# Vigenere's Cipher in C

I have updated the code and the program now works as it should. If you could critique my code that would be great. I am new to C so I guess I will have made some rookie error :)

#include <stdio.h>
#include <stdlib.h>
#include <string.h>
#include <ctype.h>
#include <stdbool.h>

// Function to check if alphabet characters.
int alphaCheck(char * argv[]) {
int length = strlen(argv[1]), n;
for (n = 0; n < length; n++) {
if (!isalpha(argv[1][n])) {
printf("Characters 'A-Z' for Keyword.\n");
return 2;
}
}
}

int main(int argc, char * keyWord[]) {
int cipher[64], i, j, k;
char message[128];
int keyCount = 0;
int p = strlen(keyWord[1]);

// Validation - using alphaCheck Function
if (argc != 2 || alphaCheck(keyWord) == 2) {
return 0;
}

// For loop to convert to upper and set value ie A = 0 B = 1
for (i = 0, j = strlen(keyWord[1]); i < j; i++) {
cipher[i] = (toupper(keyWord[1][i]) - 65);
}

// Prompt the user for the message to encrypt
printf("Enter your secret message: ");
fgets(message, 128, stdin);

for (i = 0, k = strlen(message); i < k; i++) {
if (isupper(message[i])) {
char c = (message[i] - 65 + cipher[keyCount])  % 26 + 65;
printf("%c", c);
keyCount++;
}
else if (islower(message[i])) {
char d = (message[i] - 97 + cipher[keyCount]) % 26 + 97;
printf("%c", d);
keyCount++;
}
else {
printf("%c\n", message[i]);
}
if (keyCount >= p) {
keyCount = 0;
}
}
}


# i++ or ++i?

Using i++ is fine here, but also read this discussion:

https://stackoverflow.com/questions/4261708/i-or-i-in-for-loops

# fgets(message, 128, stdin);

How about fget(message, sizeof(message), stdin) -- makes it easier to change the size of the message buffer.

# int main(int argc, char * keyWord[])

Most people are used to seeing:

int main(int argc, char* argv[])


# int alphaCheck(char * argv[])

How about:

int alphaCheck(char *str) {
for ( ;*str; ++str) {
if (!isalpha(*str)) {
...
}
}
return 0;   // You don't have this return.
}


First of all, this makes alphaCheck usable on any string, not just argv[1]. Also you avoid computing the length of the string. Moreover, this is the idiomatic way to iterate over a null-terminated string in C.

Finally - make sure you always return a value since you've declared this function returns an int.

# for (i = 0, j = strlen(keyWord[1]); i < j; i++) {

You are modifying cipher[i] but are you checking that i < 64? What if keyWord[1] has length > 64?

# keyWord[1]

You reference this array element many times in the program. Perhaps you should assign a meaningful variable name to it, e.g.:

char* secret = keyWord[1];


It will make you program more readable.

# printf("%c\n", message[i]);

Do you want to always print a \n here? I would think you only want to print an extra \n at the end of the message.

# the main loop

You main loop has this structure:

for each character c in the message:
let e = encrypt c using the secret key
printf("%c", e)
advance pointers, counters, etc.
printf("\n")


so it would be nice if the code could match this as much as possible.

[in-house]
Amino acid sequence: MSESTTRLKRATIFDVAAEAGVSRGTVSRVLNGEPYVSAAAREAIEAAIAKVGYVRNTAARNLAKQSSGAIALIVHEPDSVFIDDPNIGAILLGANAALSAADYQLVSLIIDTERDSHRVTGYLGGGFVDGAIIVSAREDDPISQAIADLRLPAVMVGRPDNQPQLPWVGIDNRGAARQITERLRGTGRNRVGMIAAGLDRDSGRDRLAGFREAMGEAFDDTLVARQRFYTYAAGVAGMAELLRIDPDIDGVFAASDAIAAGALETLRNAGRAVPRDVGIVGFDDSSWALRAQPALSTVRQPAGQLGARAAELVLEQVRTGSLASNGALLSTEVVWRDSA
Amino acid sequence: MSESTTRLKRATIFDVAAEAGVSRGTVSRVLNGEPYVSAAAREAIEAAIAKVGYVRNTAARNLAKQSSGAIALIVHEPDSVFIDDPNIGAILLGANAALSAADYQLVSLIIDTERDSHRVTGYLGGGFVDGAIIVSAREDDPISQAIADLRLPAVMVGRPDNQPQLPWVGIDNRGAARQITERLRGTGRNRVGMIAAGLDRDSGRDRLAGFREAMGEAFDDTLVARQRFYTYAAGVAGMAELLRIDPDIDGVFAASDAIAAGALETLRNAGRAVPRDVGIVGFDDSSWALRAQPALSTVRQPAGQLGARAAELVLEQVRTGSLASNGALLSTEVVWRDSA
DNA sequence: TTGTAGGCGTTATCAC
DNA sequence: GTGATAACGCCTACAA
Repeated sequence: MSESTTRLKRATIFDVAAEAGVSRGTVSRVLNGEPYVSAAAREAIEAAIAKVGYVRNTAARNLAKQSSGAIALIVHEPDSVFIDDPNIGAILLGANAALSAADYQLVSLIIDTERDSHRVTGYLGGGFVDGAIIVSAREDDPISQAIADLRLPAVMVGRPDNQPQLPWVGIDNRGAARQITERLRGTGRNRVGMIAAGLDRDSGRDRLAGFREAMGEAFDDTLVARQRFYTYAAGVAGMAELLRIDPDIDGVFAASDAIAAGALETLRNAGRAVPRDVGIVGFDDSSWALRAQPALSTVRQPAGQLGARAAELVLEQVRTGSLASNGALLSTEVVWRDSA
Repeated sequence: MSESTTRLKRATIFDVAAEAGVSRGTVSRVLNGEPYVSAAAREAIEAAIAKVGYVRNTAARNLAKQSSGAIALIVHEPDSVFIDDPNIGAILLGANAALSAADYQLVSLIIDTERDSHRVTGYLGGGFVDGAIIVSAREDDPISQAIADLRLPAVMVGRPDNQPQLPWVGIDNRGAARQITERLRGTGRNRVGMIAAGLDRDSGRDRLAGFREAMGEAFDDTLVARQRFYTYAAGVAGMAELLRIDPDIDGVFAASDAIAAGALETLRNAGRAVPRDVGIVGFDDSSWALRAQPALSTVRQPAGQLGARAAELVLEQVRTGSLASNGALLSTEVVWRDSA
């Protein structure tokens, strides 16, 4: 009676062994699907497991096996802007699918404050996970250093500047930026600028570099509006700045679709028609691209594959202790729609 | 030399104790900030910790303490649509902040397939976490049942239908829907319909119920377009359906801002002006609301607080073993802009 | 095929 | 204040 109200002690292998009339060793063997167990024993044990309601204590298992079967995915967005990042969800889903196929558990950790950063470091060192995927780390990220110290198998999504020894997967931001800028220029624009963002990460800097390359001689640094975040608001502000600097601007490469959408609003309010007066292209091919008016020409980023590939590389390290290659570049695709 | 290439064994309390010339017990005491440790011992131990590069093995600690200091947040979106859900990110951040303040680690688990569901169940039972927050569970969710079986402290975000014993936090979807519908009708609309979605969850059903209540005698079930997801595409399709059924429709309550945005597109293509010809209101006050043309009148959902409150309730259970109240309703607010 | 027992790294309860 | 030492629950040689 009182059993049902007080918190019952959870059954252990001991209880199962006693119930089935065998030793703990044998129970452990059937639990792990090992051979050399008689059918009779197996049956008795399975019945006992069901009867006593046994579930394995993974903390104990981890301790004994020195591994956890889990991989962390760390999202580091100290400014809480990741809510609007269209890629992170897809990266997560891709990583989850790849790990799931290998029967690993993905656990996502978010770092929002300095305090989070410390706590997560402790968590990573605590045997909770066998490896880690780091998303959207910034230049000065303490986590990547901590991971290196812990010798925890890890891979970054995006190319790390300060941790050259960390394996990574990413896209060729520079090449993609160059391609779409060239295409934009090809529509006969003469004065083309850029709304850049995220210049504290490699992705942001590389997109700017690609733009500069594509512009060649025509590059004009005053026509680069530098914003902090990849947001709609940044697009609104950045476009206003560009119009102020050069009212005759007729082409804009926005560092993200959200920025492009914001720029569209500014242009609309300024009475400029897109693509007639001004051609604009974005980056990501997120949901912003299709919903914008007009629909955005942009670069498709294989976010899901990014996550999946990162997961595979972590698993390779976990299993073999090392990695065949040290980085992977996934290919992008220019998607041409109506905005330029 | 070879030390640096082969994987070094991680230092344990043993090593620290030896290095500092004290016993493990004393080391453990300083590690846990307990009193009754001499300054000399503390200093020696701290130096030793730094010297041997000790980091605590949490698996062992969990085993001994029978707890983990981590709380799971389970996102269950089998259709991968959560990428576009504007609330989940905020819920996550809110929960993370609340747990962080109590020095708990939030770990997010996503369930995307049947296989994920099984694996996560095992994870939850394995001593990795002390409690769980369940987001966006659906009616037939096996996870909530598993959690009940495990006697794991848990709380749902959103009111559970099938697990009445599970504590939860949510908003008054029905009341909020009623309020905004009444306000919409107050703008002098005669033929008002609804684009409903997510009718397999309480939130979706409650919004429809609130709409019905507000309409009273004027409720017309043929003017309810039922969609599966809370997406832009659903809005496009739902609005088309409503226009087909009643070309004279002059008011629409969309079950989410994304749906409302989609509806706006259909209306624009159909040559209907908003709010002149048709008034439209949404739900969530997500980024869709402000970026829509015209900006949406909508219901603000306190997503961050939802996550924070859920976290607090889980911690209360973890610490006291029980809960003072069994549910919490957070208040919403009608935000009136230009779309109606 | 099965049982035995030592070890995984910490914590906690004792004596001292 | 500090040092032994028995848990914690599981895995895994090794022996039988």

How about:

int i;
for (char *p = message, i = 0; *p; ++p, ++i) {
char e = ...encrypt (*p) using secret, strlen(secret) and i...
printf("%c", e);
}
printf("\n");


Now there is only one place where the encrypted character is printed out - instead of three difference places.

You can implement this via a helper function:

char encrypt(char* secret, int secret_len, char c, int i) {
// return how c is encrypted when at position i in the message.
if (isupper(c)) {
return ...
} else if (islower(c)) {
return ...
} else {
return c;
}
}


Hint: The expression i % secret_len might come in handy here.

• Thanks, some food for thought here, I will go over it fully once I get home from work. – Adam 'Sacki' Sackfield Sep 8 '15 at 9:11

## Declarations

  int length = strlen(argv[1]), n;


In general, it's preferable to put only one declaration in a line where you do an assignment. So either say

  int length = strlen(argv[1]);
int n;


or

  int length, n;
length = strlen(argv[1]);


Either way can work. I like the first one better. The only thing that I'd say is that I like having the declaration and the initialization on the same line. I don't find the declarations to be tied to each other as much as the initialization is tied to the declaration.

## Naming Conventions

You have

  for (n = 0; n < length; n++) {


and

  for (i = 0, j = strlen(keyWord[1]); i < j; i++) {


As a convention, i, j, and k are index variables and n, m, and l are limit variables. So the first line above would use i instead of n and the second would become

  for (i = 0, n = strlen(keyWord[1]); i < n; i++) {


Note that this is purely a convention. There's no functional reason for this.

## Magic Numbers

  char message[128];


Avoid repeated uses of bare numbers (often called magic numbers). Instead define constants. The original C way was

#define MESSAGE_LENGTH 128


which you'd use

  char message[MESSAGE_LENGTH];


This way you can change the value in just one place and have it affect many places.

Note that modern C compilers will generally handle the same syntax as C++ uses for constants. I'm less familiar with that though.

    cipher[i] = (toupper(keyWord[1][i]) - 65);


I would consider this a special case of a magic number. But you don't need to define a constant for it. Just say

    cipher[i] = (toupper(keyWord[1][i]) - 'A');


Later,

      char d = (message[i] - 97 + cipher[keyCount]) % 26 + 97;


can become

      char d = (message[i] - 'a' + cipher[keyCount]) % ALPHABET_SIZE + 'a';


Note that you could argue that 26 will never change. But another reason to define constants is that they act as comments. Now I don't have to think about what 26 means or look for a comment. The formula reads more naturally with the constant.

• Thanks, I agree with the changes although subtle make it easier to read, I will go over it fully once I arrive home. – Adam 'Sacki' Sackfield Sep 8 '15 at 9:14